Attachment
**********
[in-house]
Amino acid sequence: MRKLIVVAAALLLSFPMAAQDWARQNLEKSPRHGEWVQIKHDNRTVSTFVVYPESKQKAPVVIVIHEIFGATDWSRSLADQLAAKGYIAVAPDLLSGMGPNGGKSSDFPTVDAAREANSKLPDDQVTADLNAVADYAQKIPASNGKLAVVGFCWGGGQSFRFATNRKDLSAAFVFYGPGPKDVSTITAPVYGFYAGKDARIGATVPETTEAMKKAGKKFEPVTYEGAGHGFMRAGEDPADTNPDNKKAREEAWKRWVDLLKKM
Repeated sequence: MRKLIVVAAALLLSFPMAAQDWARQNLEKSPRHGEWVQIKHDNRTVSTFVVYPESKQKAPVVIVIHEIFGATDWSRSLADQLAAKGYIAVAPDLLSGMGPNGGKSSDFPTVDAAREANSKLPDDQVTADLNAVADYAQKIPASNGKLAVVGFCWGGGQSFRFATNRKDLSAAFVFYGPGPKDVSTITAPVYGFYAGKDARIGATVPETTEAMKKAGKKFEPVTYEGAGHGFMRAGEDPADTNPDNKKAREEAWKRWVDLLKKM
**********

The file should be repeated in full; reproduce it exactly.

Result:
[in-house]
Amino acid sequence: MRKLIVVAAALLLSFPMAAQDWARQNLEKSPRHGEWVQIKHDNRTVSTFVVYPESKQKAPVVIVIHEIFGATDWSRSLADQLAAKGYIAVAPDLLSGMGPNGGKSSDFPTVDAAREANSKLPDDQVTADLNAVADYAQKIPASNGKLAVVGFCWGGGQSFRFATNRKDLSAAFVFYGPGPKDVSTITAPVYGFYAGKDARIGATVPETTEAMKKAGKKFEPVTYEGAGHGFMRAGEDPADTNPDNKKAREEAWKRWVDLLKKM
Repeated sequence: MRKLIVVAAALLLSFPMAAQDWARQNLEKSPRHGEWVQIKHDNRTVSTFVVYPESKQKAPVVIVIHEIFGATDWSRSLADQLAAKGYIAVAPDLLSGMGPNGGKSSDFPTVDAAREANSKLPDDQVTADLNAVADYAQKIPASNGKLAVVGFCWGGGQSFRFATNRKDLSAAFVFYGPGPKDVSTITAPVYGFYAGKDARIGATVPETTEAMKKAGKKFEPVTYEGAGHGFMRAGEDPADTNPDNKKAREEAWKRWVDLLKKM